When it was the Nineteenth Night,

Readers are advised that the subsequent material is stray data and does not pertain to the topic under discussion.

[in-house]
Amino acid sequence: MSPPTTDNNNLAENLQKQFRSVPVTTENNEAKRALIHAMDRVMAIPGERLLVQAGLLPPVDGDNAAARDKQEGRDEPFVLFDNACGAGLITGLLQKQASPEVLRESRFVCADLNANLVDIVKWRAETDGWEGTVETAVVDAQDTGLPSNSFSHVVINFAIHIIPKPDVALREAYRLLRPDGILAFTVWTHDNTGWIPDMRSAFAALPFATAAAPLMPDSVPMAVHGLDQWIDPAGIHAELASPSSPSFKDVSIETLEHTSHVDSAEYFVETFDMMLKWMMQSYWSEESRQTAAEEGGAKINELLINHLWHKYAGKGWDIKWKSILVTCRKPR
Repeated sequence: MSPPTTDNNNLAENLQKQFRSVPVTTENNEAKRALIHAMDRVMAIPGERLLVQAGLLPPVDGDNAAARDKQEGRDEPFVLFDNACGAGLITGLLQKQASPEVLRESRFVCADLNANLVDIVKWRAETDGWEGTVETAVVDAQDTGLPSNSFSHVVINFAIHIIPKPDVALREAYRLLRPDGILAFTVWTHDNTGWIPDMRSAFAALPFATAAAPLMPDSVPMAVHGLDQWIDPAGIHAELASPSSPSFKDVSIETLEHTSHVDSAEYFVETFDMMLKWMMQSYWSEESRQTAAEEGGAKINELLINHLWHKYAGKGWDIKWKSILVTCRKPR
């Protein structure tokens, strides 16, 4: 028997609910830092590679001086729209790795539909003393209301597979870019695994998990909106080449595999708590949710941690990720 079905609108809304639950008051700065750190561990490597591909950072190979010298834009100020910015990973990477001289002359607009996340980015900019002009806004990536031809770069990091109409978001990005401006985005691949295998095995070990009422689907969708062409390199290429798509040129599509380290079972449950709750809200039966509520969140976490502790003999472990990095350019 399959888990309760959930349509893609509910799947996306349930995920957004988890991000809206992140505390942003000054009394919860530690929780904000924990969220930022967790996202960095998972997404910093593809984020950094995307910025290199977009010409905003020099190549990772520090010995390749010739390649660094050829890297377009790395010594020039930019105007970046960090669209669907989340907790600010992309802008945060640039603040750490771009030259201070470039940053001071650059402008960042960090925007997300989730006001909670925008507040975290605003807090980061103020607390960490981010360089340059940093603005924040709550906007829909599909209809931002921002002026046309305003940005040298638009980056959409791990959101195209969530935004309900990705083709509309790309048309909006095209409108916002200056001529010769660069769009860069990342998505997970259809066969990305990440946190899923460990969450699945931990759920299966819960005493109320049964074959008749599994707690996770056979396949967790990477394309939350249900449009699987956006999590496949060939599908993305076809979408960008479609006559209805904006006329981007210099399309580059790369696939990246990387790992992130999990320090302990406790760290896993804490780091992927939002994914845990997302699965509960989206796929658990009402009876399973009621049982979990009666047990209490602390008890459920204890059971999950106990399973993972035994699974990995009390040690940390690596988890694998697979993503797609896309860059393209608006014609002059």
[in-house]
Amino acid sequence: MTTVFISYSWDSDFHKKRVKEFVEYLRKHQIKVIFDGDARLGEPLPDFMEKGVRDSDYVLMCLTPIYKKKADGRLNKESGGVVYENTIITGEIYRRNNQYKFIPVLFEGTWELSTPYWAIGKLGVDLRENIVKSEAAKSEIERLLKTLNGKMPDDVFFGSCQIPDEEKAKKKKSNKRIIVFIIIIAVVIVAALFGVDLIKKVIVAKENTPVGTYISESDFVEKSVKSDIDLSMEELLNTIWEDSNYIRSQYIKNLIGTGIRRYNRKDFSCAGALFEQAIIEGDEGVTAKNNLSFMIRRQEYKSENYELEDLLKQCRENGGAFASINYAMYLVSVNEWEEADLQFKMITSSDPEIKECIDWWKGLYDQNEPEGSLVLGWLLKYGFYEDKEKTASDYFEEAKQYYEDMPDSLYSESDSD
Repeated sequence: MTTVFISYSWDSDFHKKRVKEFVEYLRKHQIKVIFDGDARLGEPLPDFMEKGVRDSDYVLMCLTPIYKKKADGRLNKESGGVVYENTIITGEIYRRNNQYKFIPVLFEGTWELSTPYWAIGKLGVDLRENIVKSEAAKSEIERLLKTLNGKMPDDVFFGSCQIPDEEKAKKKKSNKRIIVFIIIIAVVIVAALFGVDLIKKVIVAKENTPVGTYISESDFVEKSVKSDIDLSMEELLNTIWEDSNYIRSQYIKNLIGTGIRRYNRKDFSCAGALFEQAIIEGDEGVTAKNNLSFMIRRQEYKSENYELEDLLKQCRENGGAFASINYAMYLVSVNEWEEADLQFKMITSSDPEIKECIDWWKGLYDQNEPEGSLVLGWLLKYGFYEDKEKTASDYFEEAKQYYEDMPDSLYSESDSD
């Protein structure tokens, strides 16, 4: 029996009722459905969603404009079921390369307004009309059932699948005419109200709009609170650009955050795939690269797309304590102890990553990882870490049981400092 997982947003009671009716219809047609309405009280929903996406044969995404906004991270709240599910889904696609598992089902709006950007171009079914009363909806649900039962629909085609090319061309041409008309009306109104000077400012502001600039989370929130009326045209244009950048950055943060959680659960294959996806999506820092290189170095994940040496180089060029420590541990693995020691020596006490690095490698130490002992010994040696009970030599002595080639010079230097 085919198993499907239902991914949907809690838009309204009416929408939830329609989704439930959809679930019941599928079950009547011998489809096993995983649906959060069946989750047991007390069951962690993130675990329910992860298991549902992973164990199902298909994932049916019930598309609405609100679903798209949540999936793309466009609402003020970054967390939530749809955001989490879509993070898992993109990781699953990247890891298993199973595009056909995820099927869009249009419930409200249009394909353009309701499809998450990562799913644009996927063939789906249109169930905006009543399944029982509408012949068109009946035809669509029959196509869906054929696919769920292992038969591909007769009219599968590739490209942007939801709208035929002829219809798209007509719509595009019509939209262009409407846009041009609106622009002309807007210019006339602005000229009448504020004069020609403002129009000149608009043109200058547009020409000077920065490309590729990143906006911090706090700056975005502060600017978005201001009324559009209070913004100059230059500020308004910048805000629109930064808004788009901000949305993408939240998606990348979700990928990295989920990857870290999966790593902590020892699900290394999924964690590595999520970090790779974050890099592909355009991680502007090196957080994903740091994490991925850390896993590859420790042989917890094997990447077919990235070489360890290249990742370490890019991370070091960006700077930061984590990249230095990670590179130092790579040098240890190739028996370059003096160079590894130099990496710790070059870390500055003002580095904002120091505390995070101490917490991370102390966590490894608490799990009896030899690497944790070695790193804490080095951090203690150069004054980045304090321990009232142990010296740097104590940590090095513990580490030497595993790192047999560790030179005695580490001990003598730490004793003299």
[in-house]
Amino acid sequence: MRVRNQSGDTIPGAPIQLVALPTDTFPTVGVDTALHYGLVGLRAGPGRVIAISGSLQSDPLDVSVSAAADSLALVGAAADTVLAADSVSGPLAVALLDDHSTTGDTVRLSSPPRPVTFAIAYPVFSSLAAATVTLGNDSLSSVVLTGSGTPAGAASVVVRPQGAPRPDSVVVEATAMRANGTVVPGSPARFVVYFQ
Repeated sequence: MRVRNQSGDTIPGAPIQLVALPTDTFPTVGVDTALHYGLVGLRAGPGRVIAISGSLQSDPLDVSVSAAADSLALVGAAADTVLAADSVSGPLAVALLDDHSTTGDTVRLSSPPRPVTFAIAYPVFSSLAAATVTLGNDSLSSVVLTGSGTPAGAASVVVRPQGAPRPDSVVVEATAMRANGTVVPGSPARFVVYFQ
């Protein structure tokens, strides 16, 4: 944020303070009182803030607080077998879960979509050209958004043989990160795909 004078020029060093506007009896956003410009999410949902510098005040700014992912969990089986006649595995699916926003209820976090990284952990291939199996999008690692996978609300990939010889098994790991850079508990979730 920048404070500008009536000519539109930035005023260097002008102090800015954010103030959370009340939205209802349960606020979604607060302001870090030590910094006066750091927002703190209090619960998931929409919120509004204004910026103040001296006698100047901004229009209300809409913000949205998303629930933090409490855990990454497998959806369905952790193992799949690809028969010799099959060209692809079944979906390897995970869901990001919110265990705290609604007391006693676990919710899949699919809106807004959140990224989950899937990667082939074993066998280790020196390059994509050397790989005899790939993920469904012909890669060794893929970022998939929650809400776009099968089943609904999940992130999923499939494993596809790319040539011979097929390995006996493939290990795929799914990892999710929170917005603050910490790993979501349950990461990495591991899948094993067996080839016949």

She continued, It hath reached me, O auspicious King, that the Caliph commanded this story and those of the sister and the Kalandars to be recorded in the archives and be set in the royal muniment-chambers. Then he asked the eldest lady, the mistress of the house, “Knowest thou the whereabouts of the Ifritah who spelled thy sisters?”; and she answered, “O Commander of the Faithful, she gave me a ringlet of her hair saying:—Whenas thou wouldest see me, burn a couple of these hairs and I will be with thee forthright, even though I were beyond Caucasus-mountain.” Quoth the Caliph, “Bring me hither the hair.” So she brought it and he threw the whole lock upon the fire As soon as the odour of the burning hair dispread itself, the palace shook and trembled, and all present heard a rumbling and rolling of thunder and a noise as of wings and lo! the Jinniyah who had been a serpent stood in the Caliph’s presence. Now she was a Moslemah, so she saluted him and said, “Peace be with thee O Vicar24 of Allah;” whereto he replied, “And with thee also be peace and the mercy of Allah and His blessing.” Then she continued, “Know that this damsel sowed for me the seed of kindness, wherefor I cannot enough requite her, in that she delivered me from death and destroyed mine enemy. Now I had seen how her sisters dealt with her and felt myself bound to avenge her on them. At first I was minded to slay them, but I feared it would be grievous to her, so I transformed them to bitches; but if thou desire their release, O Commander of the Faithful, I will release them to pleasure thee and her for I am of the Moslems.” Quoth the Caliph, “Release them and after we will look into the affair of the beaten lady and consider her case carefully; and if the truth of her story be evidenced I will exact retaliation25 from him who wronged her.” Said the Ifritah, “O Commander of the Faithful, I will forthwith release them and will discover to thee the man who did that deed by this lady and wronged her and took her property, and he is the nearest of all men to thee!” So saying she took a cup of water and muttered a spell over it and uttered words there was no understanding; then she sprinkled some of the water over the faces of the two bitches, saying, “Return to your former human shape!” whereupon they were restored to their natural forms and fell to praising their Creator. Then said the Ifritah, “O Commander of the Faithful, of a truth he who scourged this lady with rods is thy son Al-Amin brother of Al-Maamun;26 for he had heard of her beauty and love liness and he played a lover’s stratagem with her and married her according to the law and committed the crime (such as it is) of scourging her. Yet indeed he is not to be blamed for beating her, for he laid a condition on her and swore her by a solemn oath not to do a certain thing; however, she was false to her vow and he was minded to put her to death, but he feared Almighty Allah and contented himself with scourging her, as thou hast seen, and with sending her back to her own place. Such is the story of the second lady and the Lord knoweth all.” When the Caliph heard these words of the Ifritah, and knew who had beaten the damsel, he marvelled with mighty marvel and said, “Praise be to Allah, the Most High, the Almighty, who hath shown his exceeding mercy towards me, enabling me to deliver these two damsels from sorcery and torture, and vouchsafing to let me know the secret of this lady’s history! And now by Allah, we will do a deed which shall be recorded of us after we are no more.” Then he summoned his son Al-Amin and questioned him of the story of the second lady, the portress; and he told it in the face of truth; whereupon the Caliph bade call into presence the Kazis and their witnesses and the three Kalandars and the first lady with her sisters german who had been ensorcelled; and he married the three to the three Kalandars whom he knew to be princes and sons of Kings and he appointed them chamberlains about his person, assigning to them stipends and allowances and all that they required, and lodging them in his palace at Baghdad. He returned the beaten lady to his son, Al-Amin, renewing the marriage contract between them and gave her great wealth and bade rebuild the house fairer than it was before. As for himself he took to wife the procuratrix and lay with her that night: and next day he set apart for her an apartment in his Serraglio, with handmaidens for her service and a fixed daily allowance And the people marvelled at their Caliph’s generosity and natural beneficence and princely widsom; nor did he forget to send all these histories to be recorded in his annals. When Shahrázád ceased speaking Dunyázád exclaimed, “O my own sister, by Allah in very sooth this is a right pleasant tale and a delectable; never was heard the like of it, but prithee tell me now another story to while away what yet remaineth of the waking hours of this our night.” She replied, “With love and gladness if the King give me leave;” and he said, “Tell thy tale and tell it quickly.” So she began, in these words,